If you've ever wandered around a super-market marveling at the efficiency of its well-stocked shelves or sat in a restaurant wondering how your salad found its way to your plate, you’ve also been contemplating supply chain management, the topic of a free workshop recently hosted by KLU for students from all over Germany.
“We enlisted the help of four of our partner companies from different business areas – Edeka, Unilever, Deutsche Post DHL and McKinsey & Company – to achieve a balanced program,” explained Professor Kai Hoberg, associate professor of supply chain and operations strategy at KLU, and the workshop’s designer and leader. “Our goal was to have some theoretical lectures to provide some background on certain topics, and then have real practitioners – high-level people – talk about their day-to-day challenges and how they link supply chain management with strategy.“
The workshop, which ran from Wednesday to Friday, began by defining what supply chain management actually is, explained Prof. Hoberg: “I always have this discussion in the first class of my courses. What is logistics and supply chain management? To me, there is a fundamental difference. Logistics is about the physical part –moving stuff around and storing stuff. Supply chain management is more about the entire value creation process: what do you have to do, where do you want to produce, how do you design the product in a way that it enables smooth production and logistics.”
Real-life examples were delivered in talks by Lars Siebel, the director of corporate logistics at Germany’s biggest supermarket chain, Edeka; the sales & operations director from Unilever, Claudia Beckers; and Silje Skogstad, senior vice president of corporate strategy at Deutsche Post DHL. They discussed the positioning of warehouses, strategic leadership, and shaping strategy in the light of current trends, respectively.
Dr. Knut Alicke, the global master expert on supply chain management at consultants McKinsey & Company, also presented the case study of a company that produces medical equipment to the students. It was having difficulties producing in Asia and assembling in Europe.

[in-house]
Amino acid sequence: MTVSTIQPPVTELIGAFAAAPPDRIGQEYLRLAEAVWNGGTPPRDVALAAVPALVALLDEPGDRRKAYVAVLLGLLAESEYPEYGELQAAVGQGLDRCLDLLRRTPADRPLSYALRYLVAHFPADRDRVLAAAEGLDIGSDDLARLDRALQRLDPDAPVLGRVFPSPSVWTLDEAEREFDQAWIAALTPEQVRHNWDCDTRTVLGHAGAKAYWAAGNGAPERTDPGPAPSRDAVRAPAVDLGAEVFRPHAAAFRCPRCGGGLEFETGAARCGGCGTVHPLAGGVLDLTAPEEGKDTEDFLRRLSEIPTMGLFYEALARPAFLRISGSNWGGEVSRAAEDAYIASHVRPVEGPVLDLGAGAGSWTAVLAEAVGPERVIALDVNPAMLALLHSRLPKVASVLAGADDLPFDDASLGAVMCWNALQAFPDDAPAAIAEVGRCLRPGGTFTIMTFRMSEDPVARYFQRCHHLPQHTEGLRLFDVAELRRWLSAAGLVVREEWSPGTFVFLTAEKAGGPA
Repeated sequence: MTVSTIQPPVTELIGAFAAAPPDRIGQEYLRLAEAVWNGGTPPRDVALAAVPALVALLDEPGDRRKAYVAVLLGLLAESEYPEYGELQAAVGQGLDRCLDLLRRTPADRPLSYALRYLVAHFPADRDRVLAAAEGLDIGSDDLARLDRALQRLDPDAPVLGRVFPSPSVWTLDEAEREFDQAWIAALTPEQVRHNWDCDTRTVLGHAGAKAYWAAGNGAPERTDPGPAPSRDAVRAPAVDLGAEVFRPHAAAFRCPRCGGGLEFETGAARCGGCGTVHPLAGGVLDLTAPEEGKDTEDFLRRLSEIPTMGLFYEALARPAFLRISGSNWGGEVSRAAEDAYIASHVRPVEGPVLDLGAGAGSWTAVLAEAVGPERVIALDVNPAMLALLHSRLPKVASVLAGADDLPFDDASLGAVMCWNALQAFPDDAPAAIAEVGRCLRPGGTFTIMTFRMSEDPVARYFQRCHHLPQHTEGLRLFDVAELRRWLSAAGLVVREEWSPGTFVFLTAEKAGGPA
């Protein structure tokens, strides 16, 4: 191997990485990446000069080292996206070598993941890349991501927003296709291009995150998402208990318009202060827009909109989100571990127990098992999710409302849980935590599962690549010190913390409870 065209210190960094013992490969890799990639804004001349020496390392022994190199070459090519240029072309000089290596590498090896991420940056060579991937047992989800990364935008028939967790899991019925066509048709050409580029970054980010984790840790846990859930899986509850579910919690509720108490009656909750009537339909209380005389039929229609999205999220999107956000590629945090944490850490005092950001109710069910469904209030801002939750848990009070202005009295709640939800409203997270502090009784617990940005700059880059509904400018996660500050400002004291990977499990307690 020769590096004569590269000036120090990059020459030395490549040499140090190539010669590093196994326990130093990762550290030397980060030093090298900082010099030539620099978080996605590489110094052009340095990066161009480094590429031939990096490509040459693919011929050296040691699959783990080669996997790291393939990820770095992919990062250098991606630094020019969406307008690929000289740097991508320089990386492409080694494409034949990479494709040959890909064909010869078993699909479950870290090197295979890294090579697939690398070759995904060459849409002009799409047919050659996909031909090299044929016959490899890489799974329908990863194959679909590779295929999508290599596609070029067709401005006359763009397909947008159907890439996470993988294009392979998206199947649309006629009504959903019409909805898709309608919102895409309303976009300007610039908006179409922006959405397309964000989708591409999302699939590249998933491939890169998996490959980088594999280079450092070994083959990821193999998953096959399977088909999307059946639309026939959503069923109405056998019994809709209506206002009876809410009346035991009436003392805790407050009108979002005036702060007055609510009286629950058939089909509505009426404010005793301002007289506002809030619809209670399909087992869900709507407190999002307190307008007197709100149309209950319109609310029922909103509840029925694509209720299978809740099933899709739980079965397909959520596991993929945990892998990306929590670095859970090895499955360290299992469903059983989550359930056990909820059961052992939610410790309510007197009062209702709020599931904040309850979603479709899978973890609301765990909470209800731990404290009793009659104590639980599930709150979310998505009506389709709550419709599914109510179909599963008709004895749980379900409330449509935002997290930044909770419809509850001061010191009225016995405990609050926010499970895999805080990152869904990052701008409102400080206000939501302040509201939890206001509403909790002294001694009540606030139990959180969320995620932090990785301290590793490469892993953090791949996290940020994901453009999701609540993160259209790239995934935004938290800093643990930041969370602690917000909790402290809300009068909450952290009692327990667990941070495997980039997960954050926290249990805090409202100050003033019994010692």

“The students were separated in groups of six and then they received a big pile of paper about the company so they could really dive into finding a solution,” explained Hoberg. “Dr. Alicke, his colleague, and I walked around answering their questions and posing problems such as ‘Sales isn’t providing any really good forecasts, so you have to do something about that.’” The task, he says, was quite challenging: “Typically this kind of a case is targeted to master’s students, but we helped the participants. They managed and presented their solutions in one-minute elevator talks.” “The three-day workshop at KLU in Hamburg was great,” said Dominik Lamers from Bad Honnef afterwards. “We were exposed to loads of practical experience. Company representatives also came in and told us about their work. Our last task was to apply what we had learned in a case study. I’m going home with the good feeling that I really achieved something.”
Outside of the classroom, KLU took the workshop participants out for dinner. They also dined at Hamburg’s famous Block Bräu beer hall with Claudia Beckers of Unilever and some of the company’s supply chain trainees.
“The entire purpose of the three days was to show the students what life is like at KLU. They were all quite surprised because they were used to classes with 500 people and don’t really talk to the professors,” said Hoberg. “Here, there is very close interaction.” Given the success of the workshop, there are also plans to run similar events in the future.
“I loved the workshop,” said Romi Reudenbach, a participant from Düsseldorf. “The KLU campus provided outstanding framework conditions, and we also had an opportunity to network with renowned local companies in the sector. The workshop left me with lasting impressions that will accompany me throughout my career.”
By Jeff Kavanagh